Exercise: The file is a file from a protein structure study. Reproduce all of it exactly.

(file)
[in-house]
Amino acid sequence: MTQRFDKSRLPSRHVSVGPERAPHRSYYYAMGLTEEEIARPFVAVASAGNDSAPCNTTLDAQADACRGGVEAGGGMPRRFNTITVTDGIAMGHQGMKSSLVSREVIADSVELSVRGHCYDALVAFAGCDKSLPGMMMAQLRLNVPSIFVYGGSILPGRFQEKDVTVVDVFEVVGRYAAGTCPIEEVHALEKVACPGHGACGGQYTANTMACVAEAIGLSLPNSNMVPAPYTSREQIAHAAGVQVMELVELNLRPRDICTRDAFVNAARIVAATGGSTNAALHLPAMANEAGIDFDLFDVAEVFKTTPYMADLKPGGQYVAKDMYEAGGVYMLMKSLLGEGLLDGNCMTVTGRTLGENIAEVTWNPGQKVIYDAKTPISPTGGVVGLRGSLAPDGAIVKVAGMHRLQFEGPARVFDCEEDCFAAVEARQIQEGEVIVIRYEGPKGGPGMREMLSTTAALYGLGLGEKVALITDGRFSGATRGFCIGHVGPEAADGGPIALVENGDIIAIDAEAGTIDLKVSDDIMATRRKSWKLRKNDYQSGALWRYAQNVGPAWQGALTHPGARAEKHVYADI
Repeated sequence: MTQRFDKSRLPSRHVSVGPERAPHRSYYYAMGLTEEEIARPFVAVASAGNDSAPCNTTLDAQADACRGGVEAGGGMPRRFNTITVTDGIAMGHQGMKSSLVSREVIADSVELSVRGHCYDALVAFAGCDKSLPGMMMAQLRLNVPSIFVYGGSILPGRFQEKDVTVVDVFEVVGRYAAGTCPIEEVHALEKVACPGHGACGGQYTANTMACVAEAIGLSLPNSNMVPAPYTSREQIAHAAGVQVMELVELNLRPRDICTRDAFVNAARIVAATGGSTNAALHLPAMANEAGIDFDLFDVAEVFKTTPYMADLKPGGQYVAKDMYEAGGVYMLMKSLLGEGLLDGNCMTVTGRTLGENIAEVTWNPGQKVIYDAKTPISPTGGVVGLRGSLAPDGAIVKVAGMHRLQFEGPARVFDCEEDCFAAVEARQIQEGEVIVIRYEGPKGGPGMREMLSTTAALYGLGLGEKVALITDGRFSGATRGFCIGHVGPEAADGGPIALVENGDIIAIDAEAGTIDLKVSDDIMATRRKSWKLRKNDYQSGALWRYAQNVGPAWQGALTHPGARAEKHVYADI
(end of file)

[in-house]
Amino acid sequence: MTQRFDKSRLPSRHVSVGPERAPHRSYYYAMGLTEEEIARPFVAVASAGNDSAPCNTTLDAQADACRGGVEAGGGMPRRFNTITVTDGIAMGHQGMKSSLVSREVIADSVELSVRGHCYDALVAFAGCDKSLPGMMMAQLRLNVPSIFVYGGSILPGRFQEKDVTVVDVFEVVGRYAAGTCPIEEVHALEKVACPGHGACGGQYTANTMACVAEAIGLSLPNSNMVPAPYTSREQIAHAAGVQVMELVELNLRPRDICTRDAFVNAARIVAATGGSTNAALHLPAMANEAGIDFDLFDVAEVFKTTPYMADLKPGGQYVAKDMYEAGGVYMLMKSLLGEGLLDGNCMTVTGRTLGENIAEVTWNPGQKVIYDAKTPISPTGGVVGLRGSLAPDGAIVKVAGMHRLQFEGPARVFDCEEDCFAAVEARQIQEGEVIVIRYEGPKGGPGMREMLSTTAALYGLGLGEKVALITDGRFSGATRGFCIGHVGPEAADGGPIALVENGDIIAIDAEAGTIDLKVSDDIMATRRKSWKLRKNDYQSGALWRYAQNVGPAWQGALTHPGARAEKHVYADI
Repeated sequence: MTQRFDKSRLPSRHVSVGPERAPHRSYYYAMGLTEEEIARPFVAVASAGNDSAPCNTTLDAQADACRGGVEAGGGMPRRFNTITVTDGIAMGHQGMKSSLVSREVIADSVELSVRGHCYDALVAFAGCDKSLPGMMMAQLRLNVPSIFVYGGSILPGRFQEKDVTVVDVFEVVGRYAAGTCPIEEVHALEKVACPGHGACGGQYTANTMACVAEAIGLSLPNSNMVPAPYTSREQIAHAAGVQVMELVELNLRPRDICTRDAFVNAARIVAATGGSTNAALHLPAMANEAGIDFDLFDVAEVFKTTPYMADLKPGGQYVAKDMYEAGGVYMLMKSLLGEGLLDGNCMTVTGRTLGENIAEVTWNPGQKVIYDAKTPISPTGGVVGLRGSLAPDGAIVKVAGMHRLQFEGPARVFDCEEDCFAAVEARQIQEGEVIVIRYEGPKGGPGMREMLSTTAALYGLGLGEKVALITDGRFSGATRGFCIGHVGPEAADGGPIALVENGDIIAIDAEAGTIDLKVSDDIMATRRKSWKLRKNDYQSGALWRYAQNVGPAWQGALTHPGARAEKHVYADI